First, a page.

Key design changes from consultations

Following analysis of all comments, staff identified several changes to the design of the Downtown Cycling Grid and related actions that can help to address the concerns raised.

Design change or action item


Change the direction of one-way operation on Duke Street to EB (Frederick towards Cedar).

Improved access to Kitchener Market garage and makes it possible to maintain 3 parking spots next to the Market Lofts.

Change the direction of one-way operation on Joseph Street to WB (Ontario towards Victoria).

Limit potential spill-over to side streets in Victoria Park.

Add parking on Francis Street and Hall’s Lane. Improve wayfinding to parking everywhere, and especially to Bell Lane.

Add up to 10 spaces to compensate for 24 lost spaces. Wayfinding signs would improve awareness of 15 spaces recently added on Bell Lane.

Change the traffic diversion at Samuel/Chapel to a no-straight NB.

Maintain direct access from Frederick to businesses on Samuel Street while still discouraging NB traffic displaced from Lancaster. Makes for an easier cyclist transition from future neighbourhood on Samuel Street to Chapel Street bikeway.

Remove parking on Margaret Avenue between Queen Street and Maynard Avenue.

Makes it possible to build a 3.0 m wide trail in a way that eliminates front yard impacts and reduces tree loss to one.

Remove Water Street cul-de-sac from scope of this project and defer to a future phase.

Conduct further analysis and community engagement for a possible future phase project.

Remove Ontario Street separated bike lanes from King Street to Duke Street from scope of this project and defer to a future phase.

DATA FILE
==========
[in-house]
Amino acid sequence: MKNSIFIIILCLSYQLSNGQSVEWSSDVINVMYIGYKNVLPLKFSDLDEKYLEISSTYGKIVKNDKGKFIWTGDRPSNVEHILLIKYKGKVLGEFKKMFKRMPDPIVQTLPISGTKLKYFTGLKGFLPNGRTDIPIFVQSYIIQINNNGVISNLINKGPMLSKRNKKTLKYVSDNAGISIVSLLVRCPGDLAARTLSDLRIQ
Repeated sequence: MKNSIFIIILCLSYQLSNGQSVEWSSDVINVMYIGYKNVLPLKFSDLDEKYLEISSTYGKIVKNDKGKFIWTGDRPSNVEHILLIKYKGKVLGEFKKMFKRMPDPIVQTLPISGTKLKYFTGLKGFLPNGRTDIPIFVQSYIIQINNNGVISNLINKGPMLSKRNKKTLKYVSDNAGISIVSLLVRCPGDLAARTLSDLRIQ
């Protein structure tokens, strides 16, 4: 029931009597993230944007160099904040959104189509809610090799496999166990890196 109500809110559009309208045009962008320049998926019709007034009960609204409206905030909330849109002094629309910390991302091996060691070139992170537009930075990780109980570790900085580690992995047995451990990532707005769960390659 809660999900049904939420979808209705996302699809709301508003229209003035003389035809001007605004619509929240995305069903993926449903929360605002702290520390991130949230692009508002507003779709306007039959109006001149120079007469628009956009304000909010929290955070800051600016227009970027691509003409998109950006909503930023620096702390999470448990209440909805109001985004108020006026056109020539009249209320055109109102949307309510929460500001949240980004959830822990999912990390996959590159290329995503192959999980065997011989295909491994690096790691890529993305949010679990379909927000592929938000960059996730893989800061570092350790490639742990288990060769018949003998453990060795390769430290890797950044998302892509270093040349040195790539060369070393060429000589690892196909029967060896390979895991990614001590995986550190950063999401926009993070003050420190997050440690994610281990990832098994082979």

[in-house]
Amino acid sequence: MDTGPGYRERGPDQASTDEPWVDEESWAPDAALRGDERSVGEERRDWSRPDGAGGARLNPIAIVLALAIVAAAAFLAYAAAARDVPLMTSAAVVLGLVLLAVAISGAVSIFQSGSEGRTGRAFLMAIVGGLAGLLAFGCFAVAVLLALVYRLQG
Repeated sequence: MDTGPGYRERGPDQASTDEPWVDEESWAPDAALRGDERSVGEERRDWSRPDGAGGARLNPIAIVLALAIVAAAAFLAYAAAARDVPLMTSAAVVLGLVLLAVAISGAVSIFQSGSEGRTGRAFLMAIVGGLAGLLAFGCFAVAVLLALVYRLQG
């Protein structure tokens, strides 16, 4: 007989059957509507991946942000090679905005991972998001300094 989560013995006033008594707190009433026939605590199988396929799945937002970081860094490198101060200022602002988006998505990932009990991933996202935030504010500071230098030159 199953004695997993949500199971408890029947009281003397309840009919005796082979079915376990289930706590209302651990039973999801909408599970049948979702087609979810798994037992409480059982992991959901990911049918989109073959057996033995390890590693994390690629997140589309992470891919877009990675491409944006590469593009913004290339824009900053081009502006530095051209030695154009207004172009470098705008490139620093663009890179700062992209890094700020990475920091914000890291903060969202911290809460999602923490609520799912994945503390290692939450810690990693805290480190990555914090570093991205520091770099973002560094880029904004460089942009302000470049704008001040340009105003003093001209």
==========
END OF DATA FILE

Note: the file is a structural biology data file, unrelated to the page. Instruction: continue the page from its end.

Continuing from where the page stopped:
Conduct further analysis and business engagement to determine if a better supported solution can be found.

Install a series of bike counters.

Measure ridership over time to justify the use of continued cycling infrastructure investment.

Share the final traffic study publicly.

Study has been uploaded to website to show the methodology behind the conclusion that existing vehicle capacity exists on adjacent roads.

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This project has concluded. On Dec 14, 2020 Kitchener City Council approved the downtown cycling grid, connecting the downtown core to adjacent neighbourhoods and regional cycling arteries. Public consultation showed a strong desire for better-connected cycling options downtown and for more people-friendly transportation options. The population in downtown continues to grow at a rapid pace in the downtown and many are looking for greater mode choice. The pandemic has also highlighted the demand for high quality cycling facilities as we adjust to the new norm. A downtown grid was identified as a necessary step in connecting Kitchener’s neighbourhoods together, and the community identified their preference of which streets would receive cycling upgrades in the downtown. Changes were made to the plan as a result of the latest round of communication, including changes to Joseph, Duke, Ontario and Water Streets. 

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